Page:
Although I had a glorious weekend overall, I did spend half the time feeling seriously lacking in talent and ability when looking online all week, in the print version and in all of my tracking system emails for the coveted magazine review I worked so hard to get for my client – which to my disappointment, did not happen.
My first and only thought…”I failed them.”
All of the writing, the preparation, the excitement, intimate communications back and forth with everyone involved, having the journalist show up, the photographs and innumerous hits to the blogs and listings leading up to the event, follow-up thank you and emails – it was exactly how and what I had hoped for. I felt like I had a great start to a future ongoing relationship and of course a hit for a story for an upcoming and amazingly talented group of artists. And then nothing. Just the vast empty desert of getting cut by a stream of celebs with more bang and bigger audience. It was, to say the least, depressing. My artists have been trusting me with their future and their talent. I felt I owed them more.
But I realized something this morning after my mini nervous breakdown which lasted until the wee hours of the morning. It’s ok. I didn’t get the story in print but I did achieve most of the things I set out to do. What really bolstered me up was this little excerpt from the newsletter of eReleases head, Mickie Kennedy:
Question: I had my client booked to appear on a television
talk show, but his segment was cancelled due to a breaking
news event. The producer apologized and said they would
reschedule the segment, but it’s been a week and I have not
heard back. What should I do?
Answer: Segments get bumped, stories get killed, and quotes
get left on the cutting room floor. Unless you’ve got some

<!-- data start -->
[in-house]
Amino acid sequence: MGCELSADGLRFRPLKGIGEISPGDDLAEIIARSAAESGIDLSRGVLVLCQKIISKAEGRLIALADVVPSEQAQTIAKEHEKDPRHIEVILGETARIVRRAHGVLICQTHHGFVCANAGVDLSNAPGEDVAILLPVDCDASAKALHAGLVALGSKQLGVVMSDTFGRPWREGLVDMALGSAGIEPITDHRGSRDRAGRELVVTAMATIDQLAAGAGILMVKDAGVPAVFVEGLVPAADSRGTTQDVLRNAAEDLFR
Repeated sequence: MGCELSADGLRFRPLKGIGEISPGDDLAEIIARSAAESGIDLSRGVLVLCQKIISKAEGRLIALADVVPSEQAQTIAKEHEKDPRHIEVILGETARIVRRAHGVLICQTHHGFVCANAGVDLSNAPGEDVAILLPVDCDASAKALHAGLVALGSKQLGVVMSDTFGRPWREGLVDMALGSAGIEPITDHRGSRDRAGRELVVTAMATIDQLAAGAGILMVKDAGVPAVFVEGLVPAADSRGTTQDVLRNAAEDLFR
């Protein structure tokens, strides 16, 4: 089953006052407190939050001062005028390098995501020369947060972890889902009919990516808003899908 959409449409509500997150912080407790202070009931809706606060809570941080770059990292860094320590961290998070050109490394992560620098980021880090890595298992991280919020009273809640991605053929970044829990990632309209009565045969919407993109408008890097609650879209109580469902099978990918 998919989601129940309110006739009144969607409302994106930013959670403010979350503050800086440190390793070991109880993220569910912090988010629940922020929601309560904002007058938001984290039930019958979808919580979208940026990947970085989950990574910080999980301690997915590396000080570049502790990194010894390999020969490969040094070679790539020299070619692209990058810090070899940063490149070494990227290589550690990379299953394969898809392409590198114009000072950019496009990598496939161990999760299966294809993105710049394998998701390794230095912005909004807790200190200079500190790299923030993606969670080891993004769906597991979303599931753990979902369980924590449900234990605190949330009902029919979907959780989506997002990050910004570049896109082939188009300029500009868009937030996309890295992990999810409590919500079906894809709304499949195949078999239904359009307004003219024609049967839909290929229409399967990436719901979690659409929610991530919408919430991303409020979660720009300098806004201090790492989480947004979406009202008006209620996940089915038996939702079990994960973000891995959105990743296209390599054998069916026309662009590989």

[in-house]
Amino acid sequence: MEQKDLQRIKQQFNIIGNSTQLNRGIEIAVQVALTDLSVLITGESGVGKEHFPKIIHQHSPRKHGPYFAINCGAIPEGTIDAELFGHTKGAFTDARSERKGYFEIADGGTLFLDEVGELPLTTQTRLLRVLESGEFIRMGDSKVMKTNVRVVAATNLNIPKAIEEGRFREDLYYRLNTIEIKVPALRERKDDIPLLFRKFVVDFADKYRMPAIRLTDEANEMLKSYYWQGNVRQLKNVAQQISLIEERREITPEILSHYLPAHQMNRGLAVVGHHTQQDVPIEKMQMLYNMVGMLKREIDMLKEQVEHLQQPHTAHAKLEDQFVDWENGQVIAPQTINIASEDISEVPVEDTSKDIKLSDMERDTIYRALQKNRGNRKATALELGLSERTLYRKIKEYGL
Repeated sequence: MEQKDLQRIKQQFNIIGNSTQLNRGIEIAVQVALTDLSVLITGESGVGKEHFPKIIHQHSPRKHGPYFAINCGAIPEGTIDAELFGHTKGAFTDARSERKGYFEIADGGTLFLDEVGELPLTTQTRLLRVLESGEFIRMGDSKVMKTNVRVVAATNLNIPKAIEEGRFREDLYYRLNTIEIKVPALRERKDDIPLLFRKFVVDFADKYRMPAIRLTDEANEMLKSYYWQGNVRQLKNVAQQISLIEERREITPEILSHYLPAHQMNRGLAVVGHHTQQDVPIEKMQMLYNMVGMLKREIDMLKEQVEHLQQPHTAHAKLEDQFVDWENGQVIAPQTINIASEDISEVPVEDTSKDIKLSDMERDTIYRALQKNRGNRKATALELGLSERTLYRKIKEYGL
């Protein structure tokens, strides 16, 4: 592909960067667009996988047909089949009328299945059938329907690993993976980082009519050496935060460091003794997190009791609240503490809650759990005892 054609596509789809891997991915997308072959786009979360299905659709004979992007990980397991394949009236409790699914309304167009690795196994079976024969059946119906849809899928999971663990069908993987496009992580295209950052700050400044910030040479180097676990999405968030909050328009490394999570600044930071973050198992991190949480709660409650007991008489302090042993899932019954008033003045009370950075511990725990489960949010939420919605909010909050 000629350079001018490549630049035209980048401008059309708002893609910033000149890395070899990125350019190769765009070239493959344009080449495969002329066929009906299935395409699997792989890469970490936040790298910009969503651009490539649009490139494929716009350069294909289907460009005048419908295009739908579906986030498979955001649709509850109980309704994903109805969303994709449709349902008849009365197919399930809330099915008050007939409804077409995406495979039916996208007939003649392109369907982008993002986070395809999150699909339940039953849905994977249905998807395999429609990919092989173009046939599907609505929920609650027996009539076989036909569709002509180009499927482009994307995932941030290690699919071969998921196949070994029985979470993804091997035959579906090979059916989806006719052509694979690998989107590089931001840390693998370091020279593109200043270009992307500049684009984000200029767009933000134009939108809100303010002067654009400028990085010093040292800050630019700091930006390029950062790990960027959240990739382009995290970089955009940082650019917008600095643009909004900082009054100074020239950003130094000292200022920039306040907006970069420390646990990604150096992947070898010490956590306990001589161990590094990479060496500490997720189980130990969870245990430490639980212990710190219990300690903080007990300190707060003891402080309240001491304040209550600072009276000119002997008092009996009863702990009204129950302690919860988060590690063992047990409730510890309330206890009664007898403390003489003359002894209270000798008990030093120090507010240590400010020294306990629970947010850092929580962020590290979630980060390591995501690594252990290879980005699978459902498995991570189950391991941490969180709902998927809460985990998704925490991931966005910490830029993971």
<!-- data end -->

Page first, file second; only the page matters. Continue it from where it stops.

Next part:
real star power with your client — i.e., a celebrity or
major CEO — you’re just out of luck for the time being. Send
the producer an email thanking her for help and letting her
know that your client is available in the future. Do not,
however, say that your client is upset, or complaining. The
producer’s job does not revolve around any one guest.
Most producers try their best to make up for bumped
segments, and most journalists do a good job of making up
for a killed story or quote. You just have to be patient.
Then you pounce and remind the producer or journalist of the
In my lifetime, I have never been particularly tolerant of failure in myself. Which is probably why I spend 50% of my time being depressed and anxiety ridden about one thing or another. I keep thinking hard work, good work, work that has merit should be rewarded. Shouldn’t it? Sure it should I believe that. But in the world of inter-connectivity, social media and everything ‘needed 10 days ago’, I suppose I have to face the fact that I just have to keep plugging away. It’s not like I haven’t done it before. Heck, I drummed up an international firestorm last summer for a client who got banned from an art biennial she was supposed to open as the important guest. So it is possible and will continue to be possible to succeed even throughout the pitfalls.
I also armed myself this weekend with Kelly Cutrone’s hilariously funny and intensely powerful book, “If You Have To Cry GO OUTSIDE,” and the quote from her book that actually got me to fire up my lap top to even read my emails this morning:
“The spirit of the warrior is not geared to indulging and complaining, nor is it geared to winning or losing. The spirit of the warrior is only geared to struggle, and every struggle is a warrior’s last battle on earth. Thus the outcome matters very little to him. In his battle on earth a warrior lets his spirit flow free and clear. And as he wages his battle, knowing that his intent is impeccable, a warrior laughs and laughs. ~ Carlos Castaneda